The shift to the left that opened up new paths for the Andean region in the 2000s raised the hopes of left-wing movements across the globe. The constitutions adopted in Venezuela, Ecuador, and Bolivia opened new possibilities for participation and democracy and contained utopian elements that, for example, accorded rights to nature and enshrined ideas drawn from indigenous cosmovisions, such as the concept of buen vivir (good life).
Progressive governments initially made moves to reduce poverty and social inequality, but since commodity prices collapsed in 2014, governments have struggled to continue funding their welfare programmes. Venezuela, for instance, is mired in crisis. Some governments have begun opposing the very movements that helped make the new constitutions possible. Moreover, conservative and right-wing forces have been rebuilding their influence in the region.
In Colombia, the right-wing government signed a peace agreement with the continent’s oldest guerrilla group, the FARC, in late 2016. Earlier that year, however, the government had lost a referendum on the agreement, due mainly to opposition from the far-right movement led by former president Uribe and conservative circles headed by large landowners and churches.
The referendum defeat also symbolized the far right’s growing influence across society, which has gone hand in hand with an increase in repression and in the number of threats to and murders of human rights activists, unionists, farmers and indigenous people, primarily by paramilitary forces. This development has made political engagement in Colombia even more dangerous.
The Rosa Luxemburg Foundation works with organizations that defend social and democratic rights in the region, and supports actors pushing for a sustainable and just transformation of society aimed at overcoming the dominant capitalist model of development. In addition, it promotes dialogue across a plural Left in order to think beyond short-term responses to crisis-laden developments and provide comprehensive analyses and more forward-looking perspectives.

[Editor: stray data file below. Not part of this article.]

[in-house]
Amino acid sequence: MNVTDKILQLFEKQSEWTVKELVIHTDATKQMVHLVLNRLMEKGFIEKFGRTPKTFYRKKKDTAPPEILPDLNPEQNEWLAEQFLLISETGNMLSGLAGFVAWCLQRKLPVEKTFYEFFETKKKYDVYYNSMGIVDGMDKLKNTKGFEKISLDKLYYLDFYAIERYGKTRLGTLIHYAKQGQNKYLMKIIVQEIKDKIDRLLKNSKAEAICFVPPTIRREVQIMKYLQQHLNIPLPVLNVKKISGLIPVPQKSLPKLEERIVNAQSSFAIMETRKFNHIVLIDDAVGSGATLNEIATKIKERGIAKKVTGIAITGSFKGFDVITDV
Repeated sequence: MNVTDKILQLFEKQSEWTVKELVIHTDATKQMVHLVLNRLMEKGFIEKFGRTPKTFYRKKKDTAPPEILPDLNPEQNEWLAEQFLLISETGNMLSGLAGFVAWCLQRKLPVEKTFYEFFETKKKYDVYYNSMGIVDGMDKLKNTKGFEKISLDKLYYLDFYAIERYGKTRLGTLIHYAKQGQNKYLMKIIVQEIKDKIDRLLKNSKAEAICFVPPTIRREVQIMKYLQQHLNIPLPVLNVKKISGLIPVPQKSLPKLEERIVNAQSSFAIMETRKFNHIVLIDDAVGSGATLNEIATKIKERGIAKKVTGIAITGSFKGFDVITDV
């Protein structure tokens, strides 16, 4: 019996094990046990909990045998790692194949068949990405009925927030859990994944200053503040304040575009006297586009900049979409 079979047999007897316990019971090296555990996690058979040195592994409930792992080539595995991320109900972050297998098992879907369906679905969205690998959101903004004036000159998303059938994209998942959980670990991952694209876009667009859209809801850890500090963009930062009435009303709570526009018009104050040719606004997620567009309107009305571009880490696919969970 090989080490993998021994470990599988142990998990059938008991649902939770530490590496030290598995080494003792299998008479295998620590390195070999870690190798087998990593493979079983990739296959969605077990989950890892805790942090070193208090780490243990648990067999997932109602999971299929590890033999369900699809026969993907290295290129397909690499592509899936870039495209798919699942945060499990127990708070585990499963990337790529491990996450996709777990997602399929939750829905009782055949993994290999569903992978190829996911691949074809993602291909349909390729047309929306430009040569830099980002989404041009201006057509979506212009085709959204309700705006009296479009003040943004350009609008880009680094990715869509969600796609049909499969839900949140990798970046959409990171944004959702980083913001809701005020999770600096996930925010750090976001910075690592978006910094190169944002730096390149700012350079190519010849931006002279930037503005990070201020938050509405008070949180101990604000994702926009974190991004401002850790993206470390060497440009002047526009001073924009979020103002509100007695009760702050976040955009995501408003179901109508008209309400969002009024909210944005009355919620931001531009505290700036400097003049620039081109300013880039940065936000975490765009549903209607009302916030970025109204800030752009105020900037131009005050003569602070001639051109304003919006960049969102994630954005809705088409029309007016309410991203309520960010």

- Defending Social and Democratic Rights
The resurgence of right-wing forces and the crises faced by progressive governments restrict civil society actors and organizations. The Rosa Luxemburg Foundation tracks these right-wing trends and promotes debate among supporters of the Left. It encourages the participation of disadvantaged groups, especially indigenous people, women, and young people, and strengthens grassroots and regional structures in places such as districts that have adopted indigenous governance principles.
The foundation also produces educational materials such as brochures, presentations, and audio books on historically relevant struggles over rights to land and education or for women’s rights. To this end, the office collaborates with indigenous groups, women’s organizations, participatory radio stations, communities, and other organizations pushing for social and political rights. Some of these actors base their work on their countries’ constitutions, which were primarily promoted by anti-neoliberal movements, and aim to defend the rights enshrined within them.
- Alternatives to the Dominant Development Model
The economy in the Andean region is highly dependent on the export of natural resources. This extractivist logic of development promotes large-scale mining, oil exploitation and infrastructure projects, and an agricultural sector focused on monocultural mass production. That, in turn, ntensifies conflicts over land, destroys the livelihoods of the local populations, and makes states dependent on international commodity markets.
The Rosa Luxemburg Foundation promotes debates on alternative development models and approaches towards socially just and sustainable forms of production. To this end, it works together with scholarly, civil society, and political actors. It also cooperates with organizations that are examining the potential of solidarity-based models of production and subsistence at local or regional levels, such as urban farming networks or networks that supply marginalized districts with produce from agricultural cooperatives.
- Climate Justice
Colombia is a large-scale exporter of hard coal, most of which is shipped to Europe where it is burned to generate energy, which in turn exacerbates climate change. Local Colombian populations are displaced, water is polluted, and trade unionists pushing for better working conditions are persecuted. The Rosa Luxemburg Foundation works together with trade unions, communities, and environmental organizations fighting the negative impacts of coal mining.